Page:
Various - Soca Gold 2000 - VP Records - Reggae
Track ListingA1 Bunji Garlin Gimme The Brass
A2 Burning Flames Magican (I Command You)
A3 Blue Ventures Ready For The Road
A4 Lil Rick & Allison Hinds Ruff Winers
A5 KMC (8) Boat Ride
A6 Traffik (4) Musical Healing
B1 Tallpree Old Woman Alone
B2 Terencia "TC" Coward Jammers (Yes)
B3 Ronnie McIntosh You Ain't Going
B4 Coalishun & Rupee Not Me
B5 Onyan Swim
B6 Lima Calbio Fittest Shall Survive
Media Condition » Near Mint (NM or M-)
Sleeve Condition » Near Mint (NM or M-)
|Title||Soca Gold 2000|
Other Titles by Various
• True Faith The First Phase • Lazy DJs • A Perfecto Summer • Balearica 20 • Clubcutz Volume 6 • Deeper Side Of London EP • Fierce Dance Cuts No. 1 • Garage Sound Of Deepest New York • Millenium Sampler • Regrooves Volume Two • Serious Beats 1 • Vox Populi: First Choice Sampler 1993 Volume 1 • Betta Breaks & Beats Volume 1 • Black Explosion • Chicago Kings And Queens Of House •
Some Other Artists in the Reggae Genre• UB40 • Maxi Priest • Aswad • Eddy Grant • Bob Marley & The Wailers • Winston Groovy • Bitty Mclean • Musical Youth • Shaggy • Boris Gardiner • Lady Levi • Trevor Walters • Arrow • Sophia George & Winner All Stars • Chaka Demus & Pliers • Dennis Brown • Tippa Irie • Errol Dunkley • General Levy & Zeus & Bally Jagpal • Elephant Man • Patra • Frankie Paul • Audrey Hall • Papa Dee • Junior Reid • Gregory Isaacs • Nerious Joseph & Tenor Fly • Tony Rebel • Pam Hall • Winston Reedy • Freddie McGregor • Judge Dread • Michael Rose • Bill Lovelady • Audrey Hall & Dean Fraser • Frankie Oliver • Little Lenny • Laurel & Hardy • Main Ingredient, The • David Rudder & Charlies Roots •
Some Other Artists on the VP Records Label• Elephant Man • Sean Paul • Sanchez • Shabba Ranks • Warrior King • Sean Paul & Mr. Vegas • Wayne Wonder • Lady Saw & marsha • Capleton •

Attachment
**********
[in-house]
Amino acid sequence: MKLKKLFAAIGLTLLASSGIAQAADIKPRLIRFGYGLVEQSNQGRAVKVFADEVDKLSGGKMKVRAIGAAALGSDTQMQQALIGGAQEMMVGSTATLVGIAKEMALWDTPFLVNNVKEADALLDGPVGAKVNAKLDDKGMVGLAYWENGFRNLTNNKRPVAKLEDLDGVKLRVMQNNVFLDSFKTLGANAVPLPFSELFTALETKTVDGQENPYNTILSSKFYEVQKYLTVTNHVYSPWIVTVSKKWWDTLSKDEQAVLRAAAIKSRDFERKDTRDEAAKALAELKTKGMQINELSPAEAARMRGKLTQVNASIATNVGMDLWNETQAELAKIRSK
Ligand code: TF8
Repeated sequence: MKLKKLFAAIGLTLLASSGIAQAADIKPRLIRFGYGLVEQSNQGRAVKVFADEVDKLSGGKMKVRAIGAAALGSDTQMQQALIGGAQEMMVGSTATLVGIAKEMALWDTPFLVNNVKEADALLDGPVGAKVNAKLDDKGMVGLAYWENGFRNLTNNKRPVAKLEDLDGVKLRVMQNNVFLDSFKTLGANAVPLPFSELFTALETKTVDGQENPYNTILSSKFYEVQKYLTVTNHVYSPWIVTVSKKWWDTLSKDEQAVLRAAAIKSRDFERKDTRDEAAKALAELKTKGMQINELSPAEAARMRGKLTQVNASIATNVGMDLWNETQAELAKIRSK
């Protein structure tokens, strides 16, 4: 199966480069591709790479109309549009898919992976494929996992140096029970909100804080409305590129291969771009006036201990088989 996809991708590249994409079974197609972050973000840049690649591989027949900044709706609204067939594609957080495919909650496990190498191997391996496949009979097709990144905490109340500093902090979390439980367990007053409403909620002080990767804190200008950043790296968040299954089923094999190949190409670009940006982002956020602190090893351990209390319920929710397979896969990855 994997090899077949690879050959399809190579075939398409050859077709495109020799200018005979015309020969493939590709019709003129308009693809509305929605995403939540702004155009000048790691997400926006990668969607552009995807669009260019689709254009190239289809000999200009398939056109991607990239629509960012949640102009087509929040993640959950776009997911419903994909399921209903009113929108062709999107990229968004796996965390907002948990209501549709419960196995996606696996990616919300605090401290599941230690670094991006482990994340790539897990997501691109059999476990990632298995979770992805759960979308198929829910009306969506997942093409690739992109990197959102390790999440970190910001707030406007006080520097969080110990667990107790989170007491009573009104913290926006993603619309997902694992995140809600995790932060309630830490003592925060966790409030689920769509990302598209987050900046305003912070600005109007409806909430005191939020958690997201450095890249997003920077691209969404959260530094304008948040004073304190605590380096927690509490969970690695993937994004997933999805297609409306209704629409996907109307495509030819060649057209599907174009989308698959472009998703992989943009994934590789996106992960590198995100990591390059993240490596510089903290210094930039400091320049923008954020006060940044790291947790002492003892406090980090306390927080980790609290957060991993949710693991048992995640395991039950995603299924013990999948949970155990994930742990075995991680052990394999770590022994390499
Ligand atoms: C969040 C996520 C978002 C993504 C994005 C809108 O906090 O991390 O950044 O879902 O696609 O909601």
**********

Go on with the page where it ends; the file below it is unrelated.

Information on the Reggae GenreReggae is a music genre first developed in Jamaica in the late 1960s. While sometimes used in a broader sense to refer to most types of Jamaican music, the term reggae more properly denotes a particular music style that originated following on the development of ska and rocksteady.
Reggae is based on a rhythmic style characterized by accents on the off-beat, known as the skank. Reggae is normally slower than ska but faster than rocksteady. Reggae usually accents the second and fourth beat in each bar, with the rhythm guitar also either emphasising the third beat or holding the chord on the second beat until the fourth is played. It is mainly this "third beat", its speed and the use of complex bass lines that differentiated reggae from rocksteady, although later styles incorporated these innovations separately.
The shift from rocksteady to reggae was illustrated by the organ shuffle pioneered by Bunny Lee, and featured in the transitional singles "Say What You're Saying" (1967) by Clancy Eccles, and "People Funny Boy" (1968) by Lee "Scratch" Perry. The Pioneers' 1967 track "Long Shot Bus' Me Bet" has been identified as the earliest recorded example of the new rhythm sound that became known as reggae. Early 1968 was when the first genuine reggae records came into being: "Nanny Goat" by Larry Marshall and "No More Heartaches" by The Beltones. American artist Johnny Nash's 1968 hit "Hold Me Tight" has been credited with first putting reggae in the American listener charts.. Also in 1968 was "The Israelites" by Desmond Dekker of Jamaica. Reggae was starting to surface in rock music; an example of a rock song featuring reggae rhythm is 1968's "Ob-La-Di , Ob-La-Da." by The Beatles.